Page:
Making Education Count for Development
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Making Education Count for Development

Data Collection and Availability in Six PISA for Development Countries

This report reviews the collection, availability and quality of system-level data and metadata on education from countries participating in the PISA for Development project: Cambodia, Ecuador, Guatemala, Paraguay, Senegal and Zambia. PISA for Development aims to increase low income countries’ use of PISA assessments for monitoring progress towards national goals for improving education and for analysing the factors associated with student learning outcomes, particularly among poor and marginalised populations. The project also helps track progress towards the international education targets defined in the Education 2030 Framework for Action, which the international community adopted in 2015 as the strategy for achieving the Education Sustainable Development Goal (SDG).

The report suggests technically sound and viable options for improving data quality, completeness and international comparability in the six countries that are reviewed. It also provides insights into overcoming some of the challenges common to countries that participate in PISA for Development and to other middle income and low income countries.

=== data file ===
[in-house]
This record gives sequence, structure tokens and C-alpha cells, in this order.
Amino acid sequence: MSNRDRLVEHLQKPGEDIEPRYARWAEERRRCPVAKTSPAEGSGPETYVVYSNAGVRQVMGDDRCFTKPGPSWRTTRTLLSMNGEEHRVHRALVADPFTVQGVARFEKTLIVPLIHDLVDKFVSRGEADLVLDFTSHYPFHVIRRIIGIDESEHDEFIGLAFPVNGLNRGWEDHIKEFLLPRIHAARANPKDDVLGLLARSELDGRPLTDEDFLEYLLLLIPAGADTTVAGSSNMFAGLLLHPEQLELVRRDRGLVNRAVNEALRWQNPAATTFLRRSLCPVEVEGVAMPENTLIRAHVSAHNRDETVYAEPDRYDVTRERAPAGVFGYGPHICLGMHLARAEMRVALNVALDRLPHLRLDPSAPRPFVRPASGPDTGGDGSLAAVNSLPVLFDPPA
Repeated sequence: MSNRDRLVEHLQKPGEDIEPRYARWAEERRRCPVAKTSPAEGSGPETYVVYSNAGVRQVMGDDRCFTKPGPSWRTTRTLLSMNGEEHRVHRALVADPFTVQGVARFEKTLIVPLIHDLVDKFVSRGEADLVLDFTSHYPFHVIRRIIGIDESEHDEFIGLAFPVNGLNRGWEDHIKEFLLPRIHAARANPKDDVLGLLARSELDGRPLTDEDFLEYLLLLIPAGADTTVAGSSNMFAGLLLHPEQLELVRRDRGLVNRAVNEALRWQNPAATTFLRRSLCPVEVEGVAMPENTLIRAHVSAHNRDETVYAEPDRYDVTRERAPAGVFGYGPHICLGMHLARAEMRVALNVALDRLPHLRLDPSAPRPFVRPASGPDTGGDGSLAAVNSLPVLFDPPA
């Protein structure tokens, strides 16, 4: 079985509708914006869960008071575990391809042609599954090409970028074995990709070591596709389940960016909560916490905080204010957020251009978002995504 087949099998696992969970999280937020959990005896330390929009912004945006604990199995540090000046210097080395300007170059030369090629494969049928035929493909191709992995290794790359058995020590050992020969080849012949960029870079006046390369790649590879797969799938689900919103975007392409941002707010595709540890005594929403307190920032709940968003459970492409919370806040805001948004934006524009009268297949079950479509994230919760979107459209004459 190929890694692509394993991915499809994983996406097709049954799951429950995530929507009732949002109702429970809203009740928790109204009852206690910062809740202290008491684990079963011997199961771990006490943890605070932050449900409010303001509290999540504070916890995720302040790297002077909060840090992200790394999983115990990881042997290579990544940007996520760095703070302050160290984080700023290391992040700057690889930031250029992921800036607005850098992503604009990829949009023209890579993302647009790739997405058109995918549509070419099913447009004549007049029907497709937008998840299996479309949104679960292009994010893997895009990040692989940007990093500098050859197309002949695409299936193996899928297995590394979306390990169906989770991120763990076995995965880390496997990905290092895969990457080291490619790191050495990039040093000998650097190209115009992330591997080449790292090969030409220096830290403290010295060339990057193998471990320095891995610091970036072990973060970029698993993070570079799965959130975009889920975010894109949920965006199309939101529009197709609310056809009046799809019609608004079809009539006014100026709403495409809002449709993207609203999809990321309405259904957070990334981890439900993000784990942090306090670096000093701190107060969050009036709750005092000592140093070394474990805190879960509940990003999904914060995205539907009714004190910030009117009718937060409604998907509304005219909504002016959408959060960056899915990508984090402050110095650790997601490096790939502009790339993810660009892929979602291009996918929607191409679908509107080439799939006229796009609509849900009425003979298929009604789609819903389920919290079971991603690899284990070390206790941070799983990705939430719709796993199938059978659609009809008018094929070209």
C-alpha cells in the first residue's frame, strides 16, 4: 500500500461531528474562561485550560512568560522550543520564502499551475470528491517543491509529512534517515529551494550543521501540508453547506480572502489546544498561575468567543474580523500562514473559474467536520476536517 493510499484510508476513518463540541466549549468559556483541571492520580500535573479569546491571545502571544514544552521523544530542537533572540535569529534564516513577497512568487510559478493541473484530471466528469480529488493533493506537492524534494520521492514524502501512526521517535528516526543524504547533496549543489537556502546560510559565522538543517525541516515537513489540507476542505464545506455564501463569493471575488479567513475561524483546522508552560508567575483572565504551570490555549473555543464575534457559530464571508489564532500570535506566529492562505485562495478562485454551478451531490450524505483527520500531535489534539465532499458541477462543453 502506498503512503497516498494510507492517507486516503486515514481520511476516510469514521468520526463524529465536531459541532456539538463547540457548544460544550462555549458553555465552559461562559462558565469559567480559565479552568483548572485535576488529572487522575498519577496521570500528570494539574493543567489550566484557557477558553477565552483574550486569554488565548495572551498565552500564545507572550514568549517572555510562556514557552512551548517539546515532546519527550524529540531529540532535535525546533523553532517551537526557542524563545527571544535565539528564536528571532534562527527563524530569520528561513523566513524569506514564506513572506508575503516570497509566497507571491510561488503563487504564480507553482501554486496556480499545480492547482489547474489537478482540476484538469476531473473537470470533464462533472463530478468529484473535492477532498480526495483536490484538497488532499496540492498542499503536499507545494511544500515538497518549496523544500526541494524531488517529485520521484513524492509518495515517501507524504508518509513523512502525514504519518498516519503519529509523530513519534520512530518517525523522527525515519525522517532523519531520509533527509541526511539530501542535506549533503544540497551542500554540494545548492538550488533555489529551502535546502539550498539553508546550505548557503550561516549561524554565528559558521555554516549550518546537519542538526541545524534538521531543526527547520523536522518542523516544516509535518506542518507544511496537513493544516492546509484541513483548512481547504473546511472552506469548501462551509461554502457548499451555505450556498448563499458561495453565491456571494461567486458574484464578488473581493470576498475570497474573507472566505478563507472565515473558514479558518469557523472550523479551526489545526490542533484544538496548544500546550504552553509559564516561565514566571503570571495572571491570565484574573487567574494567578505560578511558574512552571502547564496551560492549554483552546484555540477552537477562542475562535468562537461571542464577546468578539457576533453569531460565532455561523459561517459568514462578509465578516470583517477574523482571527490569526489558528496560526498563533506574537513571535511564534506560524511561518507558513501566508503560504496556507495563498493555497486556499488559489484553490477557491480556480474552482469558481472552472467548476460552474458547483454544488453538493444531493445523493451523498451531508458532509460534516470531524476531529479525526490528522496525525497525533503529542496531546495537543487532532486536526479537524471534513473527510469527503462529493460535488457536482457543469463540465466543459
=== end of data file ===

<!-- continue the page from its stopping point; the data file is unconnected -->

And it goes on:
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Ecuador and the PISA for Development system-level questionnaire You do not have access to this content

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Author(s):
OECD

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This chapter provides a detailed assessment of the current state of data collection and availability, in terms of quality and completeness, at the level of the national education system in Ecuador. It shows that Ecuador is in a very good position to respond to the system-level questionnaire: each data table or worksheet in the questionnaire has an institution assigned to it to collect and/or manage the requested information; and metadata are consistently based on well-known legislation (national law or administrative norms) while data are regularly based on advanced information systems. Challenges include statistics coverage of educational expenditure and aligning data on enrolment with the fiscal year, especially as the country has two different school cycles.

 
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